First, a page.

Marian Hossa’s Hall of Fame-caliber career might be over, reportedly because he’s allergic to the equipment he wears to play hockey.
The Chicago Blackhawks winger announced Wednesday that he will miss the 2017-18 season because of a “progressive skin disorder and the side effects of the medications involved” to treat it. This comes one day after Sportsnet cited several sources in reporting Hossa has a “serious allergic reaction” to his hockey gear.
Hossa issued the following statement through the Blackhawks:
“Over the course of the last few years, under the supervision of the Blackhawks medical staff, I have been privately undergoing treatment for a progressive skin disorder and the side effects of the medications involved to treat the disorder. Due to the severe side effects associated with those medications, playing hockey is not possible for me during the upcoming 2017-18 season. While I am disappointed that I will not be able to play, I have to consider the severity of my condition and how the treatments have impacted my life both on and off the ice.
“The Chicago Blackhawks organization, including Rocky Wirtz, John McDonough and Stan Bowman, and my agent, Ritch Winter, have been very supportive throughout this entire process. I would also like to thank my teammates and the amazing Blackhawks fans for their understanding. With respect to the privacy of my family, I will not be commenting any further on my health.”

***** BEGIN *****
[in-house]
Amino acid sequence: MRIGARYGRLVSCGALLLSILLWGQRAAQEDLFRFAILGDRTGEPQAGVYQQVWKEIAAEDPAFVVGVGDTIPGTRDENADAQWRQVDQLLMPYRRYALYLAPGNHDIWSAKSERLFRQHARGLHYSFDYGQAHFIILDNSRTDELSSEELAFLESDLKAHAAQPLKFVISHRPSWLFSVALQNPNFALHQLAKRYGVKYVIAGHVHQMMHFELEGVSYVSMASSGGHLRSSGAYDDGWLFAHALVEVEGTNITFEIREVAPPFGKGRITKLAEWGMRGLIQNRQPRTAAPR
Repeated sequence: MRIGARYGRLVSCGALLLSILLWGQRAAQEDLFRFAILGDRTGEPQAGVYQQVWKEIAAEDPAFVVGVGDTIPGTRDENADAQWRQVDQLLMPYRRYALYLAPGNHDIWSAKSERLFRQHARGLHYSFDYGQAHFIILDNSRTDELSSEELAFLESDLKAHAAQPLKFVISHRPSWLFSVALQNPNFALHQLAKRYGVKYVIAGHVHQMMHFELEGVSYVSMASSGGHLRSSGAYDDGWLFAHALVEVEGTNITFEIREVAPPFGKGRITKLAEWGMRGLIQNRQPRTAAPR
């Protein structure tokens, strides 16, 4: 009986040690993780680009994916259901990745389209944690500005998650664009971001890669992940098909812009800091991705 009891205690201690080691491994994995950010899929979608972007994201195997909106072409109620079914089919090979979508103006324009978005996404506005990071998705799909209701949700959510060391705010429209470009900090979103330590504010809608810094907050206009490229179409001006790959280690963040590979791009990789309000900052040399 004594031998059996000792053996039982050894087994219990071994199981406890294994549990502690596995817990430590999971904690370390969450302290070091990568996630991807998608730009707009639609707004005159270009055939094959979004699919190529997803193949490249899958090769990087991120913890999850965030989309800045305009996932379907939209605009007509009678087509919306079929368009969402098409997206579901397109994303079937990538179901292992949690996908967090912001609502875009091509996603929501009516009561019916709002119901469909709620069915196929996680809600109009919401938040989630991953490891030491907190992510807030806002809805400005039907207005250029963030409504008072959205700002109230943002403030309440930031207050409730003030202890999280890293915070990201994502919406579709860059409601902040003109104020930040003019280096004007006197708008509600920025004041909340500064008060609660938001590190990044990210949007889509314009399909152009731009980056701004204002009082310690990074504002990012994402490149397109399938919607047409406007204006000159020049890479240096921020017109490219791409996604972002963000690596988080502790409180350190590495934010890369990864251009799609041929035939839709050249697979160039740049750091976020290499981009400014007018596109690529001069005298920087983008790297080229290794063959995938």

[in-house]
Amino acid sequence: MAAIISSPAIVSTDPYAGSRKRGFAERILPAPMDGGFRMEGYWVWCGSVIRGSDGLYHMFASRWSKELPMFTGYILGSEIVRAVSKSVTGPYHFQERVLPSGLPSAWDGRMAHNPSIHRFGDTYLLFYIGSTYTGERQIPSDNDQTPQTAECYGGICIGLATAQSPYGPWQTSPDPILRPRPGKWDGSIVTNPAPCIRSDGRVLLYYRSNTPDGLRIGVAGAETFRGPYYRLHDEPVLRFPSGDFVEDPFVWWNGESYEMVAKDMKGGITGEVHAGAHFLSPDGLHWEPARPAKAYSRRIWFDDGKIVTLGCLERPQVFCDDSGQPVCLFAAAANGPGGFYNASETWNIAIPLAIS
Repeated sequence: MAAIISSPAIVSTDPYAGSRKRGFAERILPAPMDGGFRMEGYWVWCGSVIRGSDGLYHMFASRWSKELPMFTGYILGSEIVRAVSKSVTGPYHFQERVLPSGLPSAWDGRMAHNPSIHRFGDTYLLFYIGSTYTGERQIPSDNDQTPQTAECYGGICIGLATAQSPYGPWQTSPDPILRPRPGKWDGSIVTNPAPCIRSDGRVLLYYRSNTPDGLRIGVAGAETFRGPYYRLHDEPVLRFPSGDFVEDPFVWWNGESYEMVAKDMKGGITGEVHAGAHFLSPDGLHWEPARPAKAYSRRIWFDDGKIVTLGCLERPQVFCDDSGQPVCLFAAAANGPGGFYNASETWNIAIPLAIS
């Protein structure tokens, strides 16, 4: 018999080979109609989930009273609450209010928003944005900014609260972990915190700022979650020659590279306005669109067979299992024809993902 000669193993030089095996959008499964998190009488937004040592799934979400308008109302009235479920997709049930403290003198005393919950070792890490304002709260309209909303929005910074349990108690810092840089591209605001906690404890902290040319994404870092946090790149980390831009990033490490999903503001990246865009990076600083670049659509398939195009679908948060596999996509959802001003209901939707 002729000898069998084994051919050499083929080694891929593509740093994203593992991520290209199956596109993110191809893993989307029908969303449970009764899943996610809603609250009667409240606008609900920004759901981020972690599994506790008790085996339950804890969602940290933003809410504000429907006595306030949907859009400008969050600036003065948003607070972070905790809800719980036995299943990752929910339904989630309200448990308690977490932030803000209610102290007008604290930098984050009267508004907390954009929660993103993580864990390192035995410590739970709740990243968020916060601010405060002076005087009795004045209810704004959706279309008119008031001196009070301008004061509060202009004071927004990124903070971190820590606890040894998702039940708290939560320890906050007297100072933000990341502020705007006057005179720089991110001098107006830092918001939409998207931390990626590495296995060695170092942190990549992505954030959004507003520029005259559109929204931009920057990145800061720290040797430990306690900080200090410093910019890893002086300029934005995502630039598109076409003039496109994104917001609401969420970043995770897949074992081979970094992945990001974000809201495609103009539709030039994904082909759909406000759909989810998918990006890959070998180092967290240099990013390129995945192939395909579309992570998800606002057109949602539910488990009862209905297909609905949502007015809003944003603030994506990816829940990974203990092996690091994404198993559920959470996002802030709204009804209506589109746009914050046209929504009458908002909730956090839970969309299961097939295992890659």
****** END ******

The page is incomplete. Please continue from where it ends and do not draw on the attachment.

While Hossa didn’t mention retirement in his statement, his condition appears serious, if the details of the Sportsnet report are correct. Sportnet’s sources said Hossa’s medication is so strong that doctors are worried about him taking it for lengthy periods. In fact, Sportsnet wrote, “doctors wanted his blood tested every few weeks to make sure there were no major side effects.”
If this indeed is it for Hossa, the 38-year-old ends his NHL career with 525 goals and 609 assists in 19 seasons for the Blackhawks (with whom he won three Stanley Cups), Ottawa Senators, Atlanta Thrashers, Pittsburgh Penguins and Detroit Red Wings. He signed a 12-year, $63.3 million contract in 2009, and the back-loaded deal could mean trouble for Chicago, which might face salary-cap ramifications should Hossa retire.
For now, though, that’s the least of the Blackhawks’ concern.
Thumbnail photo via Brad Rempel/USA TODAY Sports Images
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